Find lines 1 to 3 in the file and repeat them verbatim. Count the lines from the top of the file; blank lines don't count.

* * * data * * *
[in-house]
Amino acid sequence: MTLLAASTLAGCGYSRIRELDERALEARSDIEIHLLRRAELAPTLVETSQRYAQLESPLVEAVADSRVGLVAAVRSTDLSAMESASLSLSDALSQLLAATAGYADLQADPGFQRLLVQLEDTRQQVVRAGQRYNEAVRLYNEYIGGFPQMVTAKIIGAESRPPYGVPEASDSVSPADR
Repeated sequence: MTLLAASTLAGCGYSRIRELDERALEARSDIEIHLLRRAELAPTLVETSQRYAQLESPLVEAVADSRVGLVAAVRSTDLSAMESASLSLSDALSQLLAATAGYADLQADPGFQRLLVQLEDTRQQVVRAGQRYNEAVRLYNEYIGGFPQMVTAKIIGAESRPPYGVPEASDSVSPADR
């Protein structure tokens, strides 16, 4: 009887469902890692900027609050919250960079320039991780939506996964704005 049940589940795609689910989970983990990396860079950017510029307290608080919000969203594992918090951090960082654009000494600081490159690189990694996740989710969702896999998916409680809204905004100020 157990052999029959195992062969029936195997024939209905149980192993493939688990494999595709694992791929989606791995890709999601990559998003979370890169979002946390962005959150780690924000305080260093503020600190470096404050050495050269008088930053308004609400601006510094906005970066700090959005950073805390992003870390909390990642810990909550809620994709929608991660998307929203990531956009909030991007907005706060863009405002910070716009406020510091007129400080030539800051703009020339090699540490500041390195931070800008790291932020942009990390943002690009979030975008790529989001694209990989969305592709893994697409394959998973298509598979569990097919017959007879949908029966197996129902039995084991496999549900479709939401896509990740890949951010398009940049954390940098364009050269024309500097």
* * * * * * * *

[in-house]
Amino acid sequence: MTLLAASTLAGCGYSRIRELDERALEARSDIEIHLLRRAELAPTLVETSQRYAQLESPLVEAVADSRVGLVAAVRSTDLSAMESASLSLSDALSQLLAATAGYADLQADPGFQRLLVQLEDTRQQVVRAGQRYNEAVRLYNEYIGGFPQMVTAKIIGAESRPPYGVPEASDSVSPADR
Repeated sequence: MTLLAASTLAGCGYSRIRELDERALEARSDIEIHLLRRAELAPTLVETSQRYAQLESPLVEAVADSRVGLVAAVRSTDLSAMESASLSLSDALSQLLAATAGYADLQADPGFQRLLVQLEDTRQQVVRAGQRYNEAVRLYNEYIGGFPQMVTAKIIGAESRPPYGVPEASDSVSPADR